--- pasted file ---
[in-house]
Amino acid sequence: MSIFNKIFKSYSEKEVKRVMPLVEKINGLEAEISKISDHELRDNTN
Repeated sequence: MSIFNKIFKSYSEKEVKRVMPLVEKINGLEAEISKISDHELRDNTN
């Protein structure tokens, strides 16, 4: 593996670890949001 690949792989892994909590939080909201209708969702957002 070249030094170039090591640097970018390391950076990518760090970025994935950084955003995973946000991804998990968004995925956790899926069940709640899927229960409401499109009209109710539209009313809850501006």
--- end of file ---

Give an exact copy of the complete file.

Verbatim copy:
[in-house]
Amino acid sequence: MSIFNKIFKSYSEKEVKRVMPLVEKINGLEAEISKISDHELRDNTN
Repeated sequence: MSIFNKIFKSYSEKEVKRVMPLVEKINGLEAEISKISDHELRDNTN
């Protein structure tokens, strides 16, 4: 593996670890949001 690949792989892994909590939080909201209708969702957002 070249030094170039090591640097970018390391950076990518760090970025994935950084955003995973946000991804998990968004995925956790899926069940709640899927229960409401499109009209109710539209009313809850501006």